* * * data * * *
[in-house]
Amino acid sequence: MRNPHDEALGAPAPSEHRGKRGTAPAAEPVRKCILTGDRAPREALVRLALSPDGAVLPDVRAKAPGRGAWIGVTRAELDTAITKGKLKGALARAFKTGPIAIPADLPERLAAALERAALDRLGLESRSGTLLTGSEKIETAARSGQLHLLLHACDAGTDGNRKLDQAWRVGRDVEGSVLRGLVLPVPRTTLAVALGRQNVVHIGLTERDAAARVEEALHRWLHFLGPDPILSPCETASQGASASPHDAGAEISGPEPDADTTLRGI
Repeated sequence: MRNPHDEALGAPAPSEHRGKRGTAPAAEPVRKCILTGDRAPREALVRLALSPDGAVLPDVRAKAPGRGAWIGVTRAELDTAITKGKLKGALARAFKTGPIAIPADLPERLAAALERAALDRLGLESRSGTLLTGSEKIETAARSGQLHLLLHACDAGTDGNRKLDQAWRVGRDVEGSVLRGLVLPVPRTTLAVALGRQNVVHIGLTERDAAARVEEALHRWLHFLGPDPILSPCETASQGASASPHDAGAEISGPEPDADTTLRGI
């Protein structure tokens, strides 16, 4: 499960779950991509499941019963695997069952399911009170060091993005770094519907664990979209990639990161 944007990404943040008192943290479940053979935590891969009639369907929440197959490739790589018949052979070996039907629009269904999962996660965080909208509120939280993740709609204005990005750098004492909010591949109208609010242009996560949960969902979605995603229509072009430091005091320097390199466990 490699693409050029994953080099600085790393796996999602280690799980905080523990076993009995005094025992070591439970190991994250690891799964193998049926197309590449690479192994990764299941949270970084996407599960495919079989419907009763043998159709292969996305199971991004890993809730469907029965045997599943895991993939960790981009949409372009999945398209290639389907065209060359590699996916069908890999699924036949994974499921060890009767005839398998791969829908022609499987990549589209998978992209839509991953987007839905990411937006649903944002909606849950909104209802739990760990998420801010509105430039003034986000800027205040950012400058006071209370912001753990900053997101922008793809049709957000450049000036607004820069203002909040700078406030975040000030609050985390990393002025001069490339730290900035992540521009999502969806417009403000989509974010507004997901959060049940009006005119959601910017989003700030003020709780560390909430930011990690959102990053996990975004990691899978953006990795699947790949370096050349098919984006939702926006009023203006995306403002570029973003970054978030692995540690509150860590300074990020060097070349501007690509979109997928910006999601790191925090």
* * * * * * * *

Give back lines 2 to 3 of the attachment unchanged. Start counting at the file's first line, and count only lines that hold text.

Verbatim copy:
Amino acid sequence: MRNPHDEALGAPAPSEHRGKRGTAPAAEPVRKCILTGDRAPREALVRLALSPDGAVLPDVRAKAPGRGAWIGVTRAELDTAITKGKLKGALARAFKTGPIAIPADLPERLAAALERAALDRLGLESRSGTLLTGSEKIETAARSGQLHLLLHACDAGTDGNRKLDQAWRVGRDVEGSVLRGLVLPVPRTTLAVALGRQNVVHIGLTERDAAARVEEALHRWLHFLGPDPILSPCETASQGASASPHDAGAEISGPEPDADTTLRGI
Repeated sequence: MRNPHDEALGAPAPSEHRGKRGTAPAAEPVRKCILTGDRAPREALVRLALSPDGAVLPDVRAKAPGRGAWIGVTRAELDTAITKGKLKGALARAFKTGPIAIPADLPERLAAALERAALDRLGLESRSGTLLTGSEKIETAARSGQLHLLLHACDAGTDGNRKLDQAWRVGRDVEGSVLRGLVLPVPRTTLAVALGRQNVVHIGLTERDAAARVEEALHRWLHFLGPDPILSPCETASQGASASPHDAGAEISGPEPDADTTLRGI